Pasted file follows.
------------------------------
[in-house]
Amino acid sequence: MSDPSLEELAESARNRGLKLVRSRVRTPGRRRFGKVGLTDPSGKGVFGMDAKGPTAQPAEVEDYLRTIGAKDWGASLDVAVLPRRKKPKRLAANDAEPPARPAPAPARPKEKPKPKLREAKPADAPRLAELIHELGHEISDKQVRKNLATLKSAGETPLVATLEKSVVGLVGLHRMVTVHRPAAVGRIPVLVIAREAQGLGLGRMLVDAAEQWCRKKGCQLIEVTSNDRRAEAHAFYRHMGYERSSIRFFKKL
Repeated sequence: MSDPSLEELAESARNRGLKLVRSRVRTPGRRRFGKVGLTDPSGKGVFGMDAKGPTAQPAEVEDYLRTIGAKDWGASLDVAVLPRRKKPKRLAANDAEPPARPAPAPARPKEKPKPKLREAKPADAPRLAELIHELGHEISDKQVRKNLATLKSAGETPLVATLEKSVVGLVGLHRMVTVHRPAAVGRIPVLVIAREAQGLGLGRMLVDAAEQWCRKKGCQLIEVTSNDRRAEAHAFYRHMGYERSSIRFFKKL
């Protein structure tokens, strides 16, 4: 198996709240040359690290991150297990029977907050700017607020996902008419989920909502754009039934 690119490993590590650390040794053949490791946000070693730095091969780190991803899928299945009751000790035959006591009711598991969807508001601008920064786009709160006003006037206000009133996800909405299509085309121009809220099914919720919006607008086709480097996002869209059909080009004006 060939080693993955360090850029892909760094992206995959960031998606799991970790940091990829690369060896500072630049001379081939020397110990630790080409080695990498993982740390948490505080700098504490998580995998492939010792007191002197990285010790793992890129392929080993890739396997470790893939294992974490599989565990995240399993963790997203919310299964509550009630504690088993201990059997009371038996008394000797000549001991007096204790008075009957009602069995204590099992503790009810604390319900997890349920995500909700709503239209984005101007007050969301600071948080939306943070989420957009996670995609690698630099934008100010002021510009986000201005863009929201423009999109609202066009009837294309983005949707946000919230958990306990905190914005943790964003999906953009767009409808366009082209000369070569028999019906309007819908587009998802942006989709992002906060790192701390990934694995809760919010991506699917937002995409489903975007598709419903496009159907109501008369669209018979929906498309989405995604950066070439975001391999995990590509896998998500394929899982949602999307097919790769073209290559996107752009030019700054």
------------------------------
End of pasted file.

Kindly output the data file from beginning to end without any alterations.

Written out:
[in-house]
Amino acid sequence: MSDPSLEELAESARNRGLKLVRSRVRTPGRRRFGKVGLTDPSGKGVFGMDAKGPTAQPAEVEDYLRTIGAKDWGASLDVAVLPRRKKPKRLAANDAEPPARPAPAPARPKEKPKPKLREAKPADAPRLAELIHELGHEISDKQVRKNLATLKSAGETPLVATLEKSVVGLVGLHRMVTVHRPAAVGRIPVLVIAREAQGLGLGRMLVDAAEQWCRKKGCQLIEVTSNDRRAEAHAFYRHMGYERSSIRFFKKL
Repeated sequence: MSDPSLEELAESARNRGLKLVRSRVRTPGRRRFGKVGLTDPSGKGVFGMDAKGPTAQPAEVEDYLRTIGAKDWGASLDVAVLPRRKKPKRLAANDAEPPARPAPAPARPKEKPKPKLREAKPADAPRLAELIHELGHEISDKQVRKNLATLKSAGETPLVATLEKSVVGLVGLHRMVTVHRPAAVGRIPVLVIAREAQGLGLGRMLVDAAEQWCRKKGCQLIEVTSNDRRAEAHAFYRHMGYERSSIRFFKKL
């Protein structure tokens, strides 16, 4: 198996709240040359690290991150297990029977907050700017607020996902008419989920909502754009039934 690119490993590590650390040794053949490791946000070693730095091969780190991803899928299945009751000790035959006591009711598991969807508001601008920064786009709160006003006037206000009133996800909405299509085309121009809220099914919720919006607008086709480097996002869209059909080009004006 060939080693993955360090850029892909760094992206995959960031998606799991970790940091990829690369060896500072630049001379081939020397110990630790080409080695990498993982740390948490505080700098504490998580995998492939010792007191002197990285010790793992890129392929080993890739396997470790893939294992974490599989565990995240399993963790997203919310299964509550009630504690088993201990059997009371038996008394000797000549001991007096204790008075009957009602069995204590099992503790009810604390319900997890349920995500909700709503239209984005101007007050969301600071948080939306943070989420957009996670995609690698630099934008100010002021510009986000201005863009929201423009999109609202066009009837294309983005949707946000919230958990306990905190914005943790964003999906953009767009409808366009082209000369070569028999019906309007819908587009998802942006989709992002906060790192701390990934694995809760919010991506699917937002995409489903975007598709419903496009159907109501008369669209018979929906498309989405995604950066070439975001391999995990590509896998998500394929899982949602999307097919790769073209290559996107752009030019700054």